I don’t think this will work with high end games, not in the 360’s lifetime anyway. Both Sony and Microsoft have only shown their motion control work with Wii-like graphics, and I’m afraid that’s where it will stay. The technology just isn’t there for current gen graphics and lag free motion controls for a reasonable price. I could see thins working on the first year 360 games or games specifically designed for the Natal, but just imagine the natal trying to keep up with a game that plays like MW2 or Batman AA. I like the idea of natal, but the way it is now its closing just as many doors as its opening.

    what were they thinkings my xbox chugs along already with out sacrificing 1 of the 3 cores fot this garbage

    Natal is a Wii clone... in fact, if I had to guess, I'd say it'll have less functionality for real games than the Wii... I really hope that it flops, and I also really hope that in however many years when we actually get new hardware (which should have been this year or next year, thanks Natal) that it isn't predominantly motion controlled... if it is, I won't buy it. I feel really kind of cheated by this, because to anyone who's been gaming since before the Wii came out, Natal's arm flailing is not going to cut it for anything more complex than, I don't know, ball bouncing games? It's as if games have gone backwards since the Wii came out, and Natal is just Micro$oft's way of capitalising on the Wii's success with absolutely no respect for gamers...

    I had high hopes for Natal. I thought it would be like a 'booster' to enhance your experience with certain mainstream games while also being the main focus of some Natal only games. But this... all this makes me think its going to be even less useful then current peripherals. As terrible as XboxLive Vision Camera only even more of a waste because they'll waste millions marketing it.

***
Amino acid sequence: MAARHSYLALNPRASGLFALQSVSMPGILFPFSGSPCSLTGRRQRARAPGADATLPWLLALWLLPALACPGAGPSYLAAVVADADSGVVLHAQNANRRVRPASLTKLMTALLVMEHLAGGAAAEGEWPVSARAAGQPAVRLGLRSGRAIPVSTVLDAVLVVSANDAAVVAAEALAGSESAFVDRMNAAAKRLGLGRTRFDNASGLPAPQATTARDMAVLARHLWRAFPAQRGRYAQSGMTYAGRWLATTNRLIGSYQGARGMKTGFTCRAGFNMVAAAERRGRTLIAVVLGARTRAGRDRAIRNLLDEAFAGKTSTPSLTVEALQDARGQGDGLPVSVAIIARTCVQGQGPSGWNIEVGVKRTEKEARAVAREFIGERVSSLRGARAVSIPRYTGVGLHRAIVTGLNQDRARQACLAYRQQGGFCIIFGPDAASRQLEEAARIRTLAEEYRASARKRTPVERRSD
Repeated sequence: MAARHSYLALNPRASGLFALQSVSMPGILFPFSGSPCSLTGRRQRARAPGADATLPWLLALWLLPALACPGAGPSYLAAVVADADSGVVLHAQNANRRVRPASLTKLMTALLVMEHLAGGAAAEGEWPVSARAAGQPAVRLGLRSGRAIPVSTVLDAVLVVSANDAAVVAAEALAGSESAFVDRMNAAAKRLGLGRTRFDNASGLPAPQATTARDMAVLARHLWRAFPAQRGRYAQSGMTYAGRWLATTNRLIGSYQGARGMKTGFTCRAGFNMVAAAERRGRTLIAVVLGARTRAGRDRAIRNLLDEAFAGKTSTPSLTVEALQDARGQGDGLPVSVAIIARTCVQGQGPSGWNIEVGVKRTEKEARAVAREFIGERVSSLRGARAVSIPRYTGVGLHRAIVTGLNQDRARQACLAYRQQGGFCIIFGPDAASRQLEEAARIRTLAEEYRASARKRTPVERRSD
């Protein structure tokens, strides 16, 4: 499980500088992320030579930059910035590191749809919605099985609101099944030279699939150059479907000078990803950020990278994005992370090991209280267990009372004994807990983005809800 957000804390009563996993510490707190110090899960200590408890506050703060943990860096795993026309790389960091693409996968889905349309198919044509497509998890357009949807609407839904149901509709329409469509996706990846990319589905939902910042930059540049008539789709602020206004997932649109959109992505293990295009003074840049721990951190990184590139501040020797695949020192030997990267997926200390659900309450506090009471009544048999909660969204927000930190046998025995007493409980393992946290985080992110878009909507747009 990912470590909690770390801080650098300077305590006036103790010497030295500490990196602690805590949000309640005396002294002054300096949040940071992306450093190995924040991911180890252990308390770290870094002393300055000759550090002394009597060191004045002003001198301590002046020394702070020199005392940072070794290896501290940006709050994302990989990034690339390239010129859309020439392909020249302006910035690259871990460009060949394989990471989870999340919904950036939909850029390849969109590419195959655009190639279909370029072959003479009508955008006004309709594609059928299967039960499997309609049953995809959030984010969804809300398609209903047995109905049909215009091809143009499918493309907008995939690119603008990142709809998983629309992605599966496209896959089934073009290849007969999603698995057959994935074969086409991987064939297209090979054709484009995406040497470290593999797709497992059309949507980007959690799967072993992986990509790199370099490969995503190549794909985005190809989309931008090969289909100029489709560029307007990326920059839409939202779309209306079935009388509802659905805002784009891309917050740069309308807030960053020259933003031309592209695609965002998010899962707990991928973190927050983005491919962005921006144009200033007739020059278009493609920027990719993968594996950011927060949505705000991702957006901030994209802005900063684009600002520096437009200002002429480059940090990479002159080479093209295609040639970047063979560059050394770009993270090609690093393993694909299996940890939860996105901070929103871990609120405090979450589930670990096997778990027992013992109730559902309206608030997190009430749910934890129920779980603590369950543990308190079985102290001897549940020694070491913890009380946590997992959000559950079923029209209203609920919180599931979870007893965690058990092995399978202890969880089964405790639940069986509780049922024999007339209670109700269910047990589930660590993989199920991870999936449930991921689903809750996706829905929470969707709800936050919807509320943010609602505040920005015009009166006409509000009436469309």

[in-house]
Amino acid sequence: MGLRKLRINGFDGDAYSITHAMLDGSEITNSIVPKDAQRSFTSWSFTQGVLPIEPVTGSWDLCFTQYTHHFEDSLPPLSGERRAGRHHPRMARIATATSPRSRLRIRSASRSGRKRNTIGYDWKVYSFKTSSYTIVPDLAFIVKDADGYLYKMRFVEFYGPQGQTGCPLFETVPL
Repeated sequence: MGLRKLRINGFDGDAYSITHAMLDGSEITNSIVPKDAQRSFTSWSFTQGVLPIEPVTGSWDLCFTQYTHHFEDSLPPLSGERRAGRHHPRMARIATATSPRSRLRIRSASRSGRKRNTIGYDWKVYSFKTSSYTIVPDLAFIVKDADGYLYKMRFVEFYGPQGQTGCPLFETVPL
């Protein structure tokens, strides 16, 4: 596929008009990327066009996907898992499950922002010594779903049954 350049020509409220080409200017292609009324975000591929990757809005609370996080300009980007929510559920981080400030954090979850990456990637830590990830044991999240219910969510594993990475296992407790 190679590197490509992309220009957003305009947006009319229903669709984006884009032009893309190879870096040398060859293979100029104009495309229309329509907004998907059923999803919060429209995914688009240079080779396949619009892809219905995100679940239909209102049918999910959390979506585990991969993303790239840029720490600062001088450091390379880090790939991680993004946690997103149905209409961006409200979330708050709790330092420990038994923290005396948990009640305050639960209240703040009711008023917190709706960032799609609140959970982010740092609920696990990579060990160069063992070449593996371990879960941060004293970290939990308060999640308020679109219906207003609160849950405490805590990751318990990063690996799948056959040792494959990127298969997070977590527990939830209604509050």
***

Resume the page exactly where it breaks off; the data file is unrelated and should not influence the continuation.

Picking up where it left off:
Not happy :(

    I think developers are going to be a lot more worried about the extra memory (RAM) needed to run it. Memory is usually VERY tight on decent console games.

    Well, at least i'll be able to play crappy looking minigame compilations on both my consoles.

    Not surprised Natal may use up 33% of the CPU, the Xbox is only Dual-cored and when compared to the PS3 6 cores (or something like that) pales in multi-tasking. This implies that Natal games will be specially developed and will never be patched into an existing game.

    You can probably do any type of game as long as you think carefully about what resources you have and how best to use them. Exactly how difficult it would be, I'm not sure. Only some hands on time with the hardware and the people who designed it would truly enlighten. Two things developers around the world seemingly haven't had much of so far?

    Still, how many developers are investing time and $money$ into A grade (large and polished) games on new hardware midway through the current gen -surely they can choose standard very profitable games instead -it's such a risky investment right now? Do we have a list of developers and estimated release dates for their Natal games? I doubt it.

    Sony, dont laugh -your doing pretty much the same thing. If we want motion/new ways to play we will buy a wii. Oh...,whats that? We have all done that already and we dont need more of the same.

    I dunno but im feeling that the 360 is starting to show its age now. I think its time for a the 720. My PC games are starting to look quite a bit better than the 360 now where as for a while there it wasnt hugely different.

      Are you kidding? Games have always looked better on the PC.


        There are exceptions, Mr. Katarn... and not everyone wants to play games at their desk.